Splunk® Enterprise

Forwarding Data

Splunk Enterprise version 8.1 will no longer be supported as of April 19, 2023. See the Splunk Software Support Policy for details. For information about upgrading to a supported version, see How to upgrade Splunk Enterprise.

Forward data to third-party systems

Splunk forwarders can forward raw data to non-Splunk systems over a plain TCP socket or packaged in standard syslog. Because they are forwarding to a non-Splunk system, they can send only raw data.

By editing outputs.conf, props.conf, and transforms.conf, you can configure a heavy forwarder to route data conditionally to third-party systems, in the same way that it routes data conditionally to other Splunk instances. You can filter the data by host, source, or source type. You can also use regular expressions to further qualify the data.

Data forwarding to third-party systems is one of several search result export methods that Splunk software offers. For information about the other export methods available to you, see Export search results in the Search Manual.

TCP data

You can use any kind of forwarder, such as a universal forwarder, to forward TCP data to a third-party system:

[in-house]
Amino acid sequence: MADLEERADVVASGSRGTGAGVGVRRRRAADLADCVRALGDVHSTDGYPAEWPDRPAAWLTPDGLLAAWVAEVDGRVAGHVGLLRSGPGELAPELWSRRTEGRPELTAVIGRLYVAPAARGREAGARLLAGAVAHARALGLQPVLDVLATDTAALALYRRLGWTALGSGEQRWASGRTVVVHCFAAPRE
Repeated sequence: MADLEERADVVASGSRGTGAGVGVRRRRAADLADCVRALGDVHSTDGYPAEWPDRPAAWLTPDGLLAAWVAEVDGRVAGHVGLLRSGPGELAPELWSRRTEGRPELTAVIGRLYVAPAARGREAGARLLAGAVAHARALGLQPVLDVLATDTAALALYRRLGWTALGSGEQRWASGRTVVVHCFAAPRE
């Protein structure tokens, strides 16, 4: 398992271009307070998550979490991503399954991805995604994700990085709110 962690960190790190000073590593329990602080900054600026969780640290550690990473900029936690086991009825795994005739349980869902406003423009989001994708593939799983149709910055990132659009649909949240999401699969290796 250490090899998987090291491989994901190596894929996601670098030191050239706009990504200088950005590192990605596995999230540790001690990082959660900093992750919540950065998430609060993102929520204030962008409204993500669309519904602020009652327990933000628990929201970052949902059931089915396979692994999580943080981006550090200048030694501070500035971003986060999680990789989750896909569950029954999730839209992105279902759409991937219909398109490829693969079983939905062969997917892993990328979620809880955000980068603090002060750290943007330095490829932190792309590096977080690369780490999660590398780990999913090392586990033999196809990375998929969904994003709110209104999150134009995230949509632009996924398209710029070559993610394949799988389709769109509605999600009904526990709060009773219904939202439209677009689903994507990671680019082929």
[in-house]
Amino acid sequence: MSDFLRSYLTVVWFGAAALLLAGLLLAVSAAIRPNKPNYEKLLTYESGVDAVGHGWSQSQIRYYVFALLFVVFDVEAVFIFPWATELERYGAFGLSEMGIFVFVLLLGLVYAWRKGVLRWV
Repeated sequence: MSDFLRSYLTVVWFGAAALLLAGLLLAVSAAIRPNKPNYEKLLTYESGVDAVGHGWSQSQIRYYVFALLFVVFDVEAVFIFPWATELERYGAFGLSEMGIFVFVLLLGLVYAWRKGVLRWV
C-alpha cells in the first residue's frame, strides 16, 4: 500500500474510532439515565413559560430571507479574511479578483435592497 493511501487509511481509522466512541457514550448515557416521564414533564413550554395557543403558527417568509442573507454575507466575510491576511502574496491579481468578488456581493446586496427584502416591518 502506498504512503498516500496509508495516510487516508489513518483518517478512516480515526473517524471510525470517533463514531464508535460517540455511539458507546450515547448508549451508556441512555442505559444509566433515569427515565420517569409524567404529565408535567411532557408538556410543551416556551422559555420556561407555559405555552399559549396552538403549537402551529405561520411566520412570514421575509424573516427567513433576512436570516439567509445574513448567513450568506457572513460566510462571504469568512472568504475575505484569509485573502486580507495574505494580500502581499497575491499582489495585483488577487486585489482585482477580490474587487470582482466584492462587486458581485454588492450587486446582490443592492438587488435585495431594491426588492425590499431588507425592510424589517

1. Configure the third party receiving host to expect incoming data on a TCP port.

2. Edit outputs.conf to specify the receiving host and port.

To route the data, you must use a heavy forwarder, which has the ability to parse data.

3. Edit props.conf to determine what data to route.

4. Edit transforms.conf to determine where to route the data based on what you configured in props.conf.

Edit configuration files

To forward data, edit outputs.conf:

  • Specify target groups for the receiving servers.
  • Specify the IP address and TCP port for each receiving server.
  • Set sendCookedData to false, so that the forwarder sends raw data.

To route and filter the data on heavy forwarders only, also edit props.conf and transforms.conf:

  • In props.conf, specify the host, source, or sourcetype of your data stream. Specify a transform to perform on the input.
  • In transforms.conf, define the transform and specify _TCP_ROUTING. You can also use regular expressions to further filter the data.

Forward all data

This example shows how to send all the data from a forwarder to a third-party system. Since you are sending all the data, you only need to edit outputs.conf:


server =
sendCookedData = false

Forward a subset of data

This example shows how to use a heavy forwarder to filter a subset of data and send the subset to a third-party system. Light and universal forwarders cannot route or filter data.

1. Edit props.conf and transforms.conf to specify the filtering criteria.